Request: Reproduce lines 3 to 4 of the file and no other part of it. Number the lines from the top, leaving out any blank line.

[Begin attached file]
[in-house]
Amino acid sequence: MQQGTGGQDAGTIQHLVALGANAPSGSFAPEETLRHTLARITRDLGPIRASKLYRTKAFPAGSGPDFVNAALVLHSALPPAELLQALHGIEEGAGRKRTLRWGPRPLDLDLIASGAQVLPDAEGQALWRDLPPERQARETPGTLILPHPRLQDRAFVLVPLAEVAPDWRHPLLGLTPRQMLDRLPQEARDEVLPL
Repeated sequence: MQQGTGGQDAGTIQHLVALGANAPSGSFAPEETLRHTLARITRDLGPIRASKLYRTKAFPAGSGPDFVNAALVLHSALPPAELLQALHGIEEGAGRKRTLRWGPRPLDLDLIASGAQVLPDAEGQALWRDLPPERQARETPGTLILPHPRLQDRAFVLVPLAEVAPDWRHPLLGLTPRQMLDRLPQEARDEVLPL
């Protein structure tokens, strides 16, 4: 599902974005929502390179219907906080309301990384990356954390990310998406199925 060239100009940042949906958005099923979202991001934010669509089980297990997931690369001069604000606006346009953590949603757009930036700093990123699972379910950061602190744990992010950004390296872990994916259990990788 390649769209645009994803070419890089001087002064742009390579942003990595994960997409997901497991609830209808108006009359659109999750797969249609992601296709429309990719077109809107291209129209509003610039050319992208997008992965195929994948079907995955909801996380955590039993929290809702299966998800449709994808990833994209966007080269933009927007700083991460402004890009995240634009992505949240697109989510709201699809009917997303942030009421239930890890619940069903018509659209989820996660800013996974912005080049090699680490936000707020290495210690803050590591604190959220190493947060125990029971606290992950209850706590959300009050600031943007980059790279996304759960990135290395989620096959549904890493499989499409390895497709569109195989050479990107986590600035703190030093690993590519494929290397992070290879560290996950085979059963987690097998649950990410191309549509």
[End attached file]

Repeated sequence: MQQGTGGQDAGTIQHLVALGANAPSGSFAPEETLRHTLARITRDLGPIRASKLYRTKAFPAGSGPDFVNAALVLHSALPPAELLQALHGIEEGAGRKRTLRWGPRPLDLDLIASGAQVLPDAEGQALWRDLPPERQARETPGTLILPHPRLQDRAFVLVPLAEVAPDWRHPLLGLTPRQMLDRLPQEARDEVLPL
């Protein structure tokens, strides 16, 4: 599902974005929502390179219907906080309301990384990356954390990310998406199925 060239100009940042949906958005099923979202991001934010669509089980297990997931690369001069604000606006346009953590949603757009930036700093990123699972379910950061602190744990992010950004390296872990994916259990990788 390649769209645009994803070419890089001087002064742009390579942003990595994960997409997901497991609830209808108006009359659109999750797969249609992601296709429309990719077109809107291209129209509003610039050319992208997008992965195929994948079907995955909801996380955590039993929290809702299966998800449709994808990833994209966007080269933009927007700083991460402004890009995240634009992505949240697109989510709201699809009917997303942030009421239930890890619940069903018509659209989820996660800013996974912005080049090699680490936000707020290495210690803050590591604190959220190493947060125990029971606290992950209850706590959300009050600031943007980059790279996304759960990135290395989620096959549904890493499989499409390895497709569109195989050479990107986590600035703190030093690993590519494929290397992070290879560290996950085979059963987690097998649950990410191309549509």